Generally found in dense humid lowland rainforests and marshes. The western subspecies is occasionally also reported from dry deciduous forests.
The species is widespread in remaining suitable habitat, although rare throughout its range. The eastern subspecies occurs at low densities in at least eleven localities in eastern Madagascar. The western subspecies is known only from a single locality in northwestern Madagascar.
Population Estimate
The population is thought to number fewer than 2,500 mature individuals.
Population Trend
Classified as Endangered (EN C2a) on the 2006 IUCN Red List of Threatened Species. E. g. goudotii is also classified as EN C2a, while, E. g. major is classified as EN B1+2bc. The latter has an area of occupancy of less than 500 km², comprised of only one confirmed locality and with continuing deterioration of its known habitat.
Deforestation and draining of the marshlands has been the major cause of the species’ decline. It is also at risk from excessive hunting for its meat by humans, and predation by domestic dogs. It has been suggested that competition with the introduced small Indian civet (Viverricula indica) may have also played a role in the species’ decline.
Conservation Underway
The species is listed on Appendix II of CITES and occurs in a number of protected areas in Madagascar. There are records of the eastern subspecies from the Mananara Man and the Biosphere Reserve, Reserve Naturelle Integrale No. 11 de Andohahela, the Reserve Speciale de Analamazaotra-Perinet, and Masoala National Park. The western subspecies is known to exist in the Reserve Naturelle Integrale de Tsaratanana southeast of Ambanja, and may also occur in the Reserve Speciale de Manongarivo. The species is difficult to maintain in captivity. One individual of the eastern subspecies has been kept at the Parc Zoologique de Tsimbazaza, Antananarivo (Madagascar). There has been limited success with captive breeding of the western subspecies at this locality, with successful breeding having been achieved three times from a total of nine falanoucs kept. There are no current records for the species in captivity.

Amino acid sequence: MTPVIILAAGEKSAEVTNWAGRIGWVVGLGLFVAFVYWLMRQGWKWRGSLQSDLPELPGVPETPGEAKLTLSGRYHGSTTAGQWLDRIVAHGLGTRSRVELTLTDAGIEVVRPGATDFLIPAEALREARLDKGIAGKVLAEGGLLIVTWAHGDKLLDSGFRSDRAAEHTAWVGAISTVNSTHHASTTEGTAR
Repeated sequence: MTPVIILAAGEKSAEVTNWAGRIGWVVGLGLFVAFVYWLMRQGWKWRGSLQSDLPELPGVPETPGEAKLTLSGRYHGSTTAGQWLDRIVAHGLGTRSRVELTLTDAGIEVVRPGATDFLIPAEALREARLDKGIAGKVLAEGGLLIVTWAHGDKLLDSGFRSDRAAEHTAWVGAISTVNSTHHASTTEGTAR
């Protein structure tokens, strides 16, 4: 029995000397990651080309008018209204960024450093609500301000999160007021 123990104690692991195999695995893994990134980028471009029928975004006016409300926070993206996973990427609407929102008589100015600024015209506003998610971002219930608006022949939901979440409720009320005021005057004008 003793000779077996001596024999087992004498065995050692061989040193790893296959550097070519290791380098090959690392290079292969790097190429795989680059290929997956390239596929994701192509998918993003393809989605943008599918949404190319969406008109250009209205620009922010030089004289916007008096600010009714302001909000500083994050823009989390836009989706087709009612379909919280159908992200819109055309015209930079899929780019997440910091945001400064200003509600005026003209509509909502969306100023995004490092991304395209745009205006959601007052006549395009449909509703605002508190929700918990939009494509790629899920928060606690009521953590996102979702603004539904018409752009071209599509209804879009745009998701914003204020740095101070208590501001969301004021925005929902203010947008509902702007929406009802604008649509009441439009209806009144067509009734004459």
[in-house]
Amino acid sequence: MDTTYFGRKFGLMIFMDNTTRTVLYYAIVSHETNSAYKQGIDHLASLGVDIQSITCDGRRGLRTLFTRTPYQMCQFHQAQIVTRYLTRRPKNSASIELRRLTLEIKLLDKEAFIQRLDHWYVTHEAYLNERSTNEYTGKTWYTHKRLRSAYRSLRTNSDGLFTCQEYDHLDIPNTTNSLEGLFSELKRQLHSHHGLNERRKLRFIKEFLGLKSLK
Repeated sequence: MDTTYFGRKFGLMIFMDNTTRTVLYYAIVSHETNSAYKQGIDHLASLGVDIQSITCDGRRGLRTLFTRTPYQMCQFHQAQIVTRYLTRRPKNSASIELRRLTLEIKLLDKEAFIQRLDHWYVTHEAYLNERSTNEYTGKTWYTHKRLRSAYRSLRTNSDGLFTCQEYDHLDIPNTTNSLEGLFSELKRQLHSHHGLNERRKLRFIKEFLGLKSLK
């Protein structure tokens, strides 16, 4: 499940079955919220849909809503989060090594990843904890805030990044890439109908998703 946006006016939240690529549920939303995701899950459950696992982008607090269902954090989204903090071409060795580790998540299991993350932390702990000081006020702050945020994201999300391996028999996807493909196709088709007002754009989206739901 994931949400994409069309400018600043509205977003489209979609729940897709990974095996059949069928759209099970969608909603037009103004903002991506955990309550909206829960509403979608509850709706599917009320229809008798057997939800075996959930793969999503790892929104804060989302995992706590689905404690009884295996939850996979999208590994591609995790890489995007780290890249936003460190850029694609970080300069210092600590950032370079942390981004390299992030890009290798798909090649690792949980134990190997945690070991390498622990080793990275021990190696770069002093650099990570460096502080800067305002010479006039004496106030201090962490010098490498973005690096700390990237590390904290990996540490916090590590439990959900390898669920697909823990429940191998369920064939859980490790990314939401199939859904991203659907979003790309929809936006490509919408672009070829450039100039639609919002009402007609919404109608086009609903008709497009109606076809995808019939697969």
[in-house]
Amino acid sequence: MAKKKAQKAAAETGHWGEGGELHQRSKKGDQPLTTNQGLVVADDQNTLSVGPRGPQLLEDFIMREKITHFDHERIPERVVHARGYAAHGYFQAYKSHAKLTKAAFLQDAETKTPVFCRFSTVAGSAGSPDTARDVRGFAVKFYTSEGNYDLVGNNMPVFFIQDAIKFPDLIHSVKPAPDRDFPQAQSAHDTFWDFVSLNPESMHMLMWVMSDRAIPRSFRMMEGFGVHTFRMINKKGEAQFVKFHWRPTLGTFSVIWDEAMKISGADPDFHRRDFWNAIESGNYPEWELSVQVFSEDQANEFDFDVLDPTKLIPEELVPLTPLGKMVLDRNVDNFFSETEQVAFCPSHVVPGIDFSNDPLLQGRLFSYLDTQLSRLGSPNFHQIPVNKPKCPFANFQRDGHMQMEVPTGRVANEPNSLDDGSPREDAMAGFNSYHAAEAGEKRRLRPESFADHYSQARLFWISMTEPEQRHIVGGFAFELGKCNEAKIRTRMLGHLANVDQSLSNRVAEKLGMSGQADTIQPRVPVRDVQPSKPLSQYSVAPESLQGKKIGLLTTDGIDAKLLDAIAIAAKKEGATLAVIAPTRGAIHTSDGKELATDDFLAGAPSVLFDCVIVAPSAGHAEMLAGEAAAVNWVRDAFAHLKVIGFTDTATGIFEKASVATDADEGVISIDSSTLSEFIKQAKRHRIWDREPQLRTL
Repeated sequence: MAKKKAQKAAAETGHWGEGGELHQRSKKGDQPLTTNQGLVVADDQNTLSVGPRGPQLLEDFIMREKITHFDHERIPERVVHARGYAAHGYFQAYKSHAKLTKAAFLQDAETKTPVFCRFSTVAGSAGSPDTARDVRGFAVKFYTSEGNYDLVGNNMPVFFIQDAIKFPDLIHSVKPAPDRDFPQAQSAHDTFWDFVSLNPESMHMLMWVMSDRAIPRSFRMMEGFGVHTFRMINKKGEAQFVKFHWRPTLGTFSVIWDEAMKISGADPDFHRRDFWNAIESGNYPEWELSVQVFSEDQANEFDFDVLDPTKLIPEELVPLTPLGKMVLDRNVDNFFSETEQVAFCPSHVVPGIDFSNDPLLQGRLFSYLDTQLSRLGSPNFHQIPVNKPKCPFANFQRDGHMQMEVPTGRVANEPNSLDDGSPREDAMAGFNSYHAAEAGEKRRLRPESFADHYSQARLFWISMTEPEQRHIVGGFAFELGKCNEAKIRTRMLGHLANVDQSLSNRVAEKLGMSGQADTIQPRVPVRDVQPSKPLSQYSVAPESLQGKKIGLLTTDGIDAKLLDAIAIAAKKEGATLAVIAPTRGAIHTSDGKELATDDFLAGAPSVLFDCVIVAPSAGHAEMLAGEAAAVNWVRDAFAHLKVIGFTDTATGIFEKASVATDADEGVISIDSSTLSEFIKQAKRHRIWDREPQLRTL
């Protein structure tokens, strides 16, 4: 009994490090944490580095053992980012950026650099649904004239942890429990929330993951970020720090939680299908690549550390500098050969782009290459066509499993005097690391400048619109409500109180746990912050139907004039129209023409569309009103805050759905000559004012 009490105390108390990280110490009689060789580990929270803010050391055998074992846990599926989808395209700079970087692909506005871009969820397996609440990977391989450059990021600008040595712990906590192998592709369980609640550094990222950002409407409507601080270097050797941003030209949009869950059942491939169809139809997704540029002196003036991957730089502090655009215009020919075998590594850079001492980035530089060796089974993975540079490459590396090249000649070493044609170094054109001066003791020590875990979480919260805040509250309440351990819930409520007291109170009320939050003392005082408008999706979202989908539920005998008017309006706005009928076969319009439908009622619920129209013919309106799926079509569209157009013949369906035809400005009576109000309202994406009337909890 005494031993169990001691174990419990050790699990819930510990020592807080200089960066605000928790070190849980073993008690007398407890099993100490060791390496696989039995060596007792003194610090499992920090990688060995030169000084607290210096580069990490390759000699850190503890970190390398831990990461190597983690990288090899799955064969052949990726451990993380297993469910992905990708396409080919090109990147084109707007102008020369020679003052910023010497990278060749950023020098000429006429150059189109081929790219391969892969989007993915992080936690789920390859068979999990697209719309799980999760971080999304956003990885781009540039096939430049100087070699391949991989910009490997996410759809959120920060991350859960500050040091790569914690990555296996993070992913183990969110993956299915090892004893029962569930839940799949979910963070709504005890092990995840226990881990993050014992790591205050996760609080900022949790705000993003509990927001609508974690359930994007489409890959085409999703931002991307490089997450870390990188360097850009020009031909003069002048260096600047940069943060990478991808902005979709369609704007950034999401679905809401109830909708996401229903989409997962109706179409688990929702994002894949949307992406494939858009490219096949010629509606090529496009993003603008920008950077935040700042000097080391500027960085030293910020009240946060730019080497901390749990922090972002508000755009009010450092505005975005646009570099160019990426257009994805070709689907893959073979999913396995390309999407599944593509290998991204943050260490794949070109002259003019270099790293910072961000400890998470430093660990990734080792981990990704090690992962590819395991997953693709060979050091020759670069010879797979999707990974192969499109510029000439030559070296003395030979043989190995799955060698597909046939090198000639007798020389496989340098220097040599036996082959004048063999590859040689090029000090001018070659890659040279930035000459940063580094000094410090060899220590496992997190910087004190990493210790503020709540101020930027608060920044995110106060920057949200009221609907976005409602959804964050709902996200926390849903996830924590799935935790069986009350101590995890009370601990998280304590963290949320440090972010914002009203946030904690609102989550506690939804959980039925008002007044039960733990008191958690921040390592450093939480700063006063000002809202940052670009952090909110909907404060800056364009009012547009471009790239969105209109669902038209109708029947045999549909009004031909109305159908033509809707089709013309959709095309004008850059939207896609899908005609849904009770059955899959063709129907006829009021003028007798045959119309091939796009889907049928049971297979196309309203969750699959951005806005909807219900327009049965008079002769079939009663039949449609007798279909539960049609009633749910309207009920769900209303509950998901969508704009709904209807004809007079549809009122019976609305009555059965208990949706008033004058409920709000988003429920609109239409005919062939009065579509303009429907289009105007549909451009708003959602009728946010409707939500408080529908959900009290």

Conservation Proposed
The IUCN/SSC Mustelid and Viverrid Specialist Group recommends the improvement of the protection status of all reserves known to have populations of Eupleres, and the declaration of further marshlands as conservation areas. It also states that the species needs complete nation-wide protection, and recommends that an internationally coordinated captive breeding programme be initiated.
Dollar, L. 2000. Eupleres goudotii. In: IUCN 2006. 2006 IUCN Red List of Threatened Species. Downloaded on 01 August 2006.

Dollar, L. 1999. Notice of Eupleres goudotii in the rainforest of southeastern Madagascar. Small Carnivore Conservation. The Newsletter and Journal of the IUCN/SSC Mustelid, Viverrid and Procyonid Specialist Group 20: 30-31.

Nowak, R. M. 1999. Walker’s Mammals of the World. Sixth edition. The Johns Hopkins University Press. Baltimore and London.

Schreiber, A., Wirth, R., Riffel, M. and Van Rompaey, H. 1989. Weasels, Civets, Mongooses, and their Relatives: An Action Plan for the Conservation of Mustelids and Viverrids. IUCN/SSC Mustelid and Viverrid Specialist Group. IUCN, Gland, Switzerland.

Distribution map based on data provided by the IUCN Global Mammal Assessment.